A visit to Hampshire’s only working windmill, currently not working!
Somewhere I’ve been meaning to visit for a long time is the windmill at Bursledon. I’ve seen it in the distance when we’ve driven past but I’ve never actually been there and, as its the only working windmill in Hampshire, I thought it was worth a look.
The windmill stands on Providence Hill and there is a small car park, but I decided to walk as it is only about three miles from my house. Once I got Windmill Lane I wasn’t sure exactly how far down this half mile long lane the windmill actually was, I’d thought I’d be able to see it by this point.
At the beginning of the lane there was a row of sweet little pebbledash cottages all painted in different shades. Opposite these were woods, blocking my view. As I came towards the end of the cottages the was a lane leading off into the woods, on closer inspection I saw a rather low key sign saying Bursledon Windmill. Somehow I’d expected something more grand for such an historic building. So I crossed the lane and set off down the rather rustic winding lane lined with trees. There were some big wooden gates to my right with a sign saying Mill House, but I couldn’t actually see a house or a windmill. By virtue of the fact it is a windmill and therefore dependent on the wind, I’d expected it to be higher up somehow and easier to spot. Maybe the lane was a lot longer than I’d thought?
Finally, a little way around the corner from the gates of the mill house, I caught my first glimpse of the mill above the high laurel hedge. It was just the top of the boat shaped roof and two white struts where there should be sails but at least it was there. I was beginning to wonder if I’d been on a wild goose chase up until that point. A few steps later I was looking up at the old mill. Its brick walls were green with moss and algae the lattices that hold the sails absent, even so it was a breath taking sight which would have benefitted from some blue sky behind it rather than grey threatening clouds.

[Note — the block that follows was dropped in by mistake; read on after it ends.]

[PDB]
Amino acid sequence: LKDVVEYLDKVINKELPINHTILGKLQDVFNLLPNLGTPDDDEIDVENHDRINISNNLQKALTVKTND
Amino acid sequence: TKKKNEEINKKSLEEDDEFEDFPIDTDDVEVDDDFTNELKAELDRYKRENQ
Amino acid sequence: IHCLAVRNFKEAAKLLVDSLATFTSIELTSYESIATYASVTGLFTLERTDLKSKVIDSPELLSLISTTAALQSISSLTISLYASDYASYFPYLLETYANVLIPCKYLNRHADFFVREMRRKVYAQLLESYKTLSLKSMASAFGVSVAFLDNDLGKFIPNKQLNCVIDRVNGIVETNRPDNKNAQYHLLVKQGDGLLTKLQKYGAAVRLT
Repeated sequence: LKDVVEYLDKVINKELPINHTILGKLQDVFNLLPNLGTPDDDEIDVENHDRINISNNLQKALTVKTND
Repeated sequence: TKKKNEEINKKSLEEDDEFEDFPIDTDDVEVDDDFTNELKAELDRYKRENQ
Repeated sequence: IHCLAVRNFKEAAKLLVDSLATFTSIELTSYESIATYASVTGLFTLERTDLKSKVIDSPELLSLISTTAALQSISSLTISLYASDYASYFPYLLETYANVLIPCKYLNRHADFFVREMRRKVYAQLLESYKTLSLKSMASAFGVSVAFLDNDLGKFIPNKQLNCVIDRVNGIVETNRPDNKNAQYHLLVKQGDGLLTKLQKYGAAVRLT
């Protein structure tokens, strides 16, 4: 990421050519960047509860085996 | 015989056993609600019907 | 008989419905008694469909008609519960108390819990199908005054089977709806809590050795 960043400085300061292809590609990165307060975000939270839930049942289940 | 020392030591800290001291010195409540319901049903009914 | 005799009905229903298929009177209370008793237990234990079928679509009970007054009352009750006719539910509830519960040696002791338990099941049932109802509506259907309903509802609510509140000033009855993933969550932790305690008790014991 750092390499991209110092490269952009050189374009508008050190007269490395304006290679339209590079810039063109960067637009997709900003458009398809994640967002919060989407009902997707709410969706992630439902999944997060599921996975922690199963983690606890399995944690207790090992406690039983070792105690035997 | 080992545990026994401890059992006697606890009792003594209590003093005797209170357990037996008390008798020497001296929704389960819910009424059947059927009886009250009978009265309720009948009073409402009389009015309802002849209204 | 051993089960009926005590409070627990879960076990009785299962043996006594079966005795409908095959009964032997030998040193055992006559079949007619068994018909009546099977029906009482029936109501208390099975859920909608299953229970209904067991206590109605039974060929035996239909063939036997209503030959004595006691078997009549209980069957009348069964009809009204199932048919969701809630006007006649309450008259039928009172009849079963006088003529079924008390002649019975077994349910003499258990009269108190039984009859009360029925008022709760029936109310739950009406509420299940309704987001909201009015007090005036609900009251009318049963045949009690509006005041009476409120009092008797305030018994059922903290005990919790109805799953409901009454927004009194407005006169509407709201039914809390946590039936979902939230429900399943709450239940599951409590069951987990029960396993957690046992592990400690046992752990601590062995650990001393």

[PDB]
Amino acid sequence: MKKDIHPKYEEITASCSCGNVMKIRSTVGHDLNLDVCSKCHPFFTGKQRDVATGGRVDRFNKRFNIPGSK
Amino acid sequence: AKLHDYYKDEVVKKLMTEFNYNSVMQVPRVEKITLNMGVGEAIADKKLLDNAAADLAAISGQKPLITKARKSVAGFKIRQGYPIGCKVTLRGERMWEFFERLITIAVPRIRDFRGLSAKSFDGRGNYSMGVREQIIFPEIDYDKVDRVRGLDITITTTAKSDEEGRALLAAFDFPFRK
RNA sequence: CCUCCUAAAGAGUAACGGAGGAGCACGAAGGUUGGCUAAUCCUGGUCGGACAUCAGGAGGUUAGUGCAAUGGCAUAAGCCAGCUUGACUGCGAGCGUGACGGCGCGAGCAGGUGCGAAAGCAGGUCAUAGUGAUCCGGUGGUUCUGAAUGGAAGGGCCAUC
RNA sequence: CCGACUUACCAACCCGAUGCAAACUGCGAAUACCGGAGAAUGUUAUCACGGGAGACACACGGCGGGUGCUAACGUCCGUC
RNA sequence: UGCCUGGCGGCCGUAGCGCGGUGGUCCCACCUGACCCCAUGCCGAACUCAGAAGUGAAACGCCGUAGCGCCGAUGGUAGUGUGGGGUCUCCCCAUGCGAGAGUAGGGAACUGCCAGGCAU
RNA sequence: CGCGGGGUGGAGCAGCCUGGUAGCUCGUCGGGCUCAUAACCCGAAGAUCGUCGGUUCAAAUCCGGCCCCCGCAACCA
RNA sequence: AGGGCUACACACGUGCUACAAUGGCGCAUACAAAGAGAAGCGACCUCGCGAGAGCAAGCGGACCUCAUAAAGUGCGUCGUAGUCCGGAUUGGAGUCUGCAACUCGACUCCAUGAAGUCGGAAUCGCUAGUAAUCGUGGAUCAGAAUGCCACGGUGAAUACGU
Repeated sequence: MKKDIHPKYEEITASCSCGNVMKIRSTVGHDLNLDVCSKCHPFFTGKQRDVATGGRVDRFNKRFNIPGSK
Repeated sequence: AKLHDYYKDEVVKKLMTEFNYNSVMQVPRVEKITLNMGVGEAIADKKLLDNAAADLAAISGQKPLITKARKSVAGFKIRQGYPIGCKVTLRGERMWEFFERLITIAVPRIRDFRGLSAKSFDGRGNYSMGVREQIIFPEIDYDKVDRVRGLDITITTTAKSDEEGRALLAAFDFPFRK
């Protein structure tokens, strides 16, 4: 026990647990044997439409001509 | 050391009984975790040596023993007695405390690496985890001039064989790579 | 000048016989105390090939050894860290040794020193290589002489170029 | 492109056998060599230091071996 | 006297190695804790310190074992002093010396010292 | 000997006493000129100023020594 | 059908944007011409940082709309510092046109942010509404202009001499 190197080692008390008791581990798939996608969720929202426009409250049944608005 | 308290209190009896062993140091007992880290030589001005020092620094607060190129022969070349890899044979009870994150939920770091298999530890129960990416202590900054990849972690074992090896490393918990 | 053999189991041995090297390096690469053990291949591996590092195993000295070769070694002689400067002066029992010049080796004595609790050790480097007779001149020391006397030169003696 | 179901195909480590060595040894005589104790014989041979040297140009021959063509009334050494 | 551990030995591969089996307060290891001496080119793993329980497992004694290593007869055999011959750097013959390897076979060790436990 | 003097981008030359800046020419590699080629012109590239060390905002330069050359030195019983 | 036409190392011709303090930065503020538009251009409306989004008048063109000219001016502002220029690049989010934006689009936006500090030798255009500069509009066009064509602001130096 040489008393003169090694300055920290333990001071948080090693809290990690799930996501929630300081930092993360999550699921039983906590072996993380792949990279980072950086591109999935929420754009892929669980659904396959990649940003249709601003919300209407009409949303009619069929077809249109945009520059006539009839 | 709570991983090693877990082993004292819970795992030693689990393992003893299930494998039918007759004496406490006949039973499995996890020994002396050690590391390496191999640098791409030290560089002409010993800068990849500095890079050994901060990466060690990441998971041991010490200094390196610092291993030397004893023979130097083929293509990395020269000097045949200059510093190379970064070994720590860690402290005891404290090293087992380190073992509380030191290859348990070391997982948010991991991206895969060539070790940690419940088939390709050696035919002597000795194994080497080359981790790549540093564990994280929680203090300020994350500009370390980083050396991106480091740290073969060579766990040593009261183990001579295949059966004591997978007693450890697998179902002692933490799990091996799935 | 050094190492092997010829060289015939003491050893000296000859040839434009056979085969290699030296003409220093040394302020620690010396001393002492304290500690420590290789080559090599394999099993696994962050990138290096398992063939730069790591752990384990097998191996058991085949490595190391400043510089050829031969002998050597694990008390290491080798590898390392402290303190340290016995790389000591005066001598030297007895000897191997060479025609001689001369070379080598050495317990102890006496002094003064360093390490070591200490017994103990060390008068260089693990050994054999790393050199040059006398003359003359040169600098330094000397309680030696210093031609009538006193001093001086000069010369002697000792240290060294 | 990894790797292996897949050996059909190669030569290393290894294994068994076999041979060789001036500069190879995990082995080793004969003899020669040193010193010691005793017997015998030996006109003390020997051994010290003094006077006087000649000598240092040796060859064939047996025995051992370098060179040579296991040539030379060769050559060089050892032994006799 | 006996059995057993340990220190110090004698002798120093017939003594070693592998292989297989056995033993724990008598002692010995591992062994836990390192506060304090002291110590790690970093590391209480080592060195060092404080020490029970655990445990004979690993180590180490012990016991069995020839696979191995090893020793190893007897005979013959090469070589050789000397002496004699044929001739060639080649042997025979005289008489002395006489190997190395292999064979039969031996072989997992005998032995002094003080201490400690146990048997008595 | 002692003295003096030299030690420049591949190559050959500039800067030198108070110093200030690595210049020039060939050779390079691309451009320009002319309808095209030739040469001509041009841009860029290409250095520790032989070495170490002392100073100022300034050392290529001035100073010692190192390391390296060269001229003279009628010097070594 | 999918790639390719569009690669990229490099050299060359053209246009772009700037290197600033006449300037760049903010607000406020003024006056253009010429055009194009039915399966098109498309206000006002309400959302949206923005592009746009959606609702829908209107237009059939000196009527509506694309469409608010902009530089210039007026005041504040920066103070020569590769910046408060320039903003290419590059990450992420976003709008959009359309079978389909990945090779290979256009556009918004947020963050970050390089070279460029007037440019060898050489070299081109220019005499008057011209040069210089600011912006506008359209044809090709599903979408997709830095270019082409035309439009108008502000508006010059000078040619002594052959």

This windmill has a very interesting history, all made possible by an incredible woman called Phoebe Langtry. Built in 1766 to mill grain for the local villagers it was originally a wooden structure. Phoebe’s husband William had been the miller since 1787 and, in 1813, Phoeby thought it was about time something was done to rebuild the crumbling mill. Despite William’s disenchantment with the scheme (he actually had legal papers drawn up stating the project was “independent of any husband”) Phoebe was undetterred.
Phoebe was independent and strong, in a time when women didn’t even have the right to vote. This was a hundred years before Emily Davison, died under the King’s horse, Anmer, at the Epsom Derby, while many of her fellow Suffragettes were on hunger strike in prison. It must have taken great courage to go against her husband. The original mill machinery was kept but the wooden tower was rebuilt in brick. Without her it undoubtedly would have been lost forever.
By 1907 there was no more need for a mill and the sails stopped turning until the Hampshire Buildings Preservation Trust began a thirteen year restoration programme in 1979. Finally, in May 1991 the windmill was opened to the public as a museum. Sadly (or should that be happily?), a new restoration programme is underway at the moment, replacing the windshaft (the bit the struts, lattices and sails fit on), so for the time being, no more grain is being milled, although, until recently you could watch the mill working and even buy some of the flour to take home. The work is expected to be finished by 2014 in time for the bicentennial of Phoebe’s original restoration.